At CJE SeniorLife's annual meeting, the Chairman of the Board ended his remarks by thanking his life partner for his love and support throughout the year. The audience smiled, and the meeting came to a close.
It was as if no one had noticed the earthquake that had taken place right before their eyes.
The CJE Annual Meeting took place on an auspicious date: Oct. 11. That week marked the 14-year-anniversary of one of the most horrific anti-gay hate crimes on record: the murder of Mathew Shepherd, a gay Wyoming college student who was abducted by two men, beaten unconscious, tied to a fence and left for dead.
Fourteen years ago, I daresay even the most optimistic among us would never have imagined that one of the largest Jewish communal agencies in Chicago would have an openly gay man at its helm. Or that marching in the annual Gay Pride Parade would be de rigeur for every major politician in the state. Or that half the American public would support the right to marriage for gay citizens. Or that the President of the United States' favorite television show would feature a gay couple named Mitch and Cameron.
During the 1980s, I worked for the Illinois Department of Public Health, where I helped to establish the AIDS Unit (back in the days before the term HIV). In those dark days, the nascent progress of the gay rights movement was inextricably intertwined with the fight against AIDS. In the early years of the epidemic, parents often learned that their sons were gay, and that they were dying, at the same time. Many considered both realities to be equally upsetting.
What I saw during those years shaped my world view. I bore witness as teenagers who came out were brutalized, shunned by their families, and even kicked out of their homes. There were no gay/straight alliances in high schools and precious few on college campuses. PFLAG Chicago was only six years old. In the City of Chicago, it was still legal to fire someone for being gay or lesbian.
It was during this bleak time that I fell in love with the organized Jewish community.
I was smitten when the Union of American Hebrew Congregations (the precursor to the Union for Reform Judaism) printed a brochure titled AIDS: A Glossary of Jewish Values, which gently and firmly outlined how the mitzvot applied to the AIDS epidemic. There was nothing like it published by any other faith-based group.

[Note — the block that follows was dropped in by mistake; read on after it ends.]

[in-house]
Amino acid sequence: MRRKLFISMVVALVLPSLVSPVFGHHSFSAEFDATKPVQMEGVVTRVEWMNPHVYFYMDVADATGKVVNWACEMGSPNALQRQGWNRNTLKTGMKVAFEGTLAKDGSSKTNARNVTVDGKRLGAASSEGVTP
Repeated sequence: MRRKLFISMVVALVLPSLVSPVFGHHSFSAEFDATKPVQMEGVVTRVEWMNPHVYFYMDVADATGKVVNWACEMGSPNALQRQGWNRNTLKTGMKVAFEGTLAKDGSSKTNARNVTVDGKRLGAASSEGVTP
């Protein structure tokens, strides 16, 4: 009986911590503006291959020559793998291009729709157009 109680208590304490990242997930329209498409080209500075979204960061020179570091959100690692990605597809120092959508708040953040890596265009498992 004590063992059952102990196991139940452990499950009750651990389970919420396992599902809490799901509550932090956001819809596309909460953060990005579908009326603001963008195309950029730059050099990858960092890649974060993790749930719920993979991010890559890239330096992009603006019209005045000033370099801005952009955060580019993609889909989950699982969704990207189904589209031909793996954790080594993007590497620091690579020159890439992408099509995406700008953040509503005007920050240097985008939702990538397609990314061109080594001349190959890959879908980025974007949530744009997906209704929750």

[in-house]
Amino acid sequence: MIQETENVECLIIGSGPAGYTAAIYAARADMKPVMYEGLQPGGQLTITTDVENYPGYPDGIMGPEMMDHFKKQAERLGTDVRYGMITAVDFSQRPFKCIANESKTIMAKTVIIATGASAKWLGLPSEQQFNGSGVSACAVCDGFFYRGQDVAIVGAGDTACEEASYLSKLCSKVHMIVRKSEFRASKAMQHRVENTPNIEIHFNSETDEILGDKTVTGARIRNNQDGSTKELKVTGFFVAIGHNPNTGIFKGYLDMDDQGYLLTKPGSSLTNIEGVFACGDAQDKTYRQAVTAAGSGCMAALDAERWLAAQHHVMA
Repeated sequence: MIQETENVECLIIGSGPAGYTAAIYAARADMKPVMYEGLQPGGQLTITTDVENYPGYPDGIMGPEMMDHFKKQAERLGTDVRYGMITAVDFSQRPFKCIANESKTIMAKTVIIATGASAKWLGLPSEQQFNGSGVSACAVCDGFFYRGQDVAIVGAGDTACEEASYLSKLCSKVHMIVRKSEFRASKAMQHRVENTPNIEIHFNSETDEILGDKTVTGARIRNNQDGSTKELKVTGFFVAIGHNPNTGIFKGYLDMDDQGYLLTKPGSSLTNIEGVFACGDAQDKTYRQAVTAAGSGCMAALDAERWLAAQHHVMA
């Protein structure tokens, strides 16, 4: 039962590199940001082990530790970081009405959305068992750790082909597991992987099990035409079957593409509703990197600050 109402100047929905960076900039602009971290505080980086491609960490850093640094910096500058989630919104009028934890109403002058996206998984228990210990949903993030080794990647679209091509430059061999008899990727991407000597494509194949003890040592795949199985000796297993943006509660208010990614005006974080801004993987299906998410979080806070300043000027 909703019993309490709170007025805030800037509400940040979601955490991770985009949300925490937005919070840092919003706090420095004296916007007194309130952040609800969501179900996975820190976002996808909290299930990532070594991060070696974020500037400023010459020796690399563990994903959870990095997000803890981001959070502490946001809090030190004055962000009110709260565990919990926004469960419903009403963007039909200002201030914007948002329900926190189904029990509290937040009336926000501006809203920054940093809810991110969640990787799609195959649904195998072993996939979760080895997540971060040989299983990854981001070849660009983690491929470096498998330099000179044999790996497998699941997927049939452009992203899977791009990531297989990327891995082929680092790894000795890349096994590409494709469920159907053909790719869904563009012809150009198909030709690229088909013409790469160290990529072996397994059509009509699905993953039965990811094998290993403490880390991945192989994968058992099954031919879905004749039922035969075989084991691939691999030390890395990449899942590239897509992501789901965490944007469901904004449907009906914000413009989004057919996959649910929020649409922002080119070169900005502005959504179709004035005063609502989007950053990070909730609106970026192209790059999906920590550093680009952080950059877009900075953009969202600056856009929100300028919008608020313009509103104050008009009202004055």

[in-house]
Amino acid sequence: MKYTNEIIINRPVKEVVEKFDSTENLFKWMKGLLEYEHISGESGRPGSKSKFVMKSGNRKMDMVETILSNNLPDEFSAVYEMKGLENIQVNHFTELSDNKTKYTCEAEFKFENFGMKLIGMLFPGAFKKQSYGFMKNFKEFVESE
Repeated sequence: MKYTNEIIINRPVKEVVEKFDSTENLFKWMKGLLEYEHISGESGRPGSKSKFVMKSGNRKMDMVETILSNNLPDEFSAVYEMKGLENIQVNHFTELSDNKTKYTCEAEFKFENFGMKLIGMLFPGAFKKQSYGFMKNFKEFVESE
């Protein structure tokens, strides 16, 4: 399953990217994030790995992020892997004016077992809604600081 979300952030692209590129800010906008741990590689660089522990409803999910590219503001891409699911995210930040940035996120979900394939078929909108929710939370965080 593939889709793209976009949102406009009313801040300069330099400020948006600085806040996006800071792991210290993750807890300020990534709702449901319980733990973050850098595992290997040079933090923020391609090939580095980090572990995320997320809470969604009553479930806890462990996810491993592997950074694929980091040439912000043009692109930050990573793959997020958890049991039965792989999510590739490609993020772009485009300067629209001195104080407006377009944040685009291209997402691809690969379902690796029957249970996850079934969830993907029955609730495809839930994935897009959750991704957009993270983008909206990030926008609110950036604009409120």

At a time where the majority of the Illinois public believed that anyone at risk for AIDs should be permanently quarantined, this brochure taught the mitzvah of Pikuach Nefesh (the tenet that saving a life overrides virtually every other commandment), extolled Bikkur Cholim (the obligation to visit the sick) and encouraged Gemilut Chasadim (the duty to perform acts of lovingkindness).
At a time when many pastors taught that AIDS was God's punishment for homosexuality, local rabbis invited me into their synagogues to teach their congregations about how to practice safer sex.
At a time when too many parents turned away from their children, Jewish parents organized chapters of PFLAG.
And at a time when most faith-based communities stood idly by while their neighbors bled, I had the privilege of participating in the Jewish Community Coalition on AIDS, an interdenominational, interagency initiative to address the needs born of the AIDS epidemic.
The inaugural meeting of the Jewish Community Coalition on AIDS was my first experience with the organized Jewish community. We met at the old Federation building (where, it should go without saying, we were served tuna fish for lunch). I don't remember everything that was said or done, but I do remember how my Judaism caught fire that day.
Until then, I had thought of myself more as a Jew than as a member of the Jewish community. Jewish was the main lens through which I viewed the world, but not the main world in which I lived. However, that day at One South Franklin I realized that these were the people I wanted in my foxhole; who were already in my foxhole.
I did not know, then, that in the years to come both the City of the Chicago and the State of Illinois would pass Human Rights ordinances that protect LGBTQ citizens, or that someday gays and lesbians would be able to serve openly in the U.S. military. I never imagined that one day my parents would regularly pair up with a gay couple to attend the opera, or that my daughter would live in the Queer & Ally House on her college campus without giving it a thought. I never envisioned how the Jewish Federation would launch a Jewish Lesbian & Gay Endowment Fund, or that an openly gay man would rise to the top of one of the most important Jewish institutions in the city. And I never dreamed that my passion for Tikkun Olam eventually would lead me to become a Jewish communal professional.
For all these things, I say: Baruch Atah Adonai, Eloheinu Melach HaOlam, Shehechiyanu, V'Kiymanu v'higiyanu lazman hazeh. Amen.